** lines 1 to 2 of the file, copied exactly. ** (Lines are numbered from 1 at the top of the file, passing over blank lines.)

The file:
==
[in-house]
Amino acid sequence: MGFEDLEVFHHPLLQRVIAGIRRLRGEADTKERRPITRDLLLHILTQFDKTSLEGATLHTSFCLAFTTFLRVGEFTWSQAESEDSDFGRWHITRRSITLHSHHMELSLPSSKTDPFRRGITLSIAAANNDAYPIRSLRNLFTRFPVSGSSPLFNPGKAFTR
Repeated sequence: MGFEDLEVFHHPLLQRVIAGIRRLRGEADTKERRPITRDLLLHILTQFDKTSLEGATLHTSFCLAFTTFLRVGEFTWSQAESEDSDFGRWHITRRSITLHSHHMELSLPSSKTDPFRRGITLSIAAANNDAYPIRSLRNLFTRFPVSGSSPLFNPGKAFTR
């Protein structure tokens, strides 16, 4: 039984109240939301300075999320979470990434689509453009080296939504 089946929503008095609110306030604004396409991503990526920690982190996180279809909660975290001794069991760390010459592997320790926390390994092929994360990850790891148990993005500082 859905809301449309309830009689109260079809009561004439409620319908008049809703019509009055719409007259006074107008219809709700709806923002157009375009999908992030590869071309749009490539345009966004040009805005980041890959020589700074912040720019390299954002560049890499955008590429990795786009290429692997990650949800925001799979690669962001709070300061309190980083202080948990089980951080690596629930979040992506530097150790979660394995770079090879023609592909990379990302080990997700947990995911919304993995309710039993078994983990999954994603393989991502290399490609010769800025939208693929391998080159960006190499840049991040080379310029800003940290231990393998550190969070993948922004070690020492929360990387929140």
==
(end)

[in-house]
Amino acid sequence: MGFEDLEVFHHPLLQRVIAGIRRLRGEADTKERRPITRDLLLHILTQFDKTSLEGATLHTSFCLAFTTFLRVGEFTWSQAESEDSDFGRWHITRRSITLHSHHMELSLPSSKTDPFRRGITLSIAAANNDAYPIRSLRNLFTRFPVSGSSPLFNPGKAFTR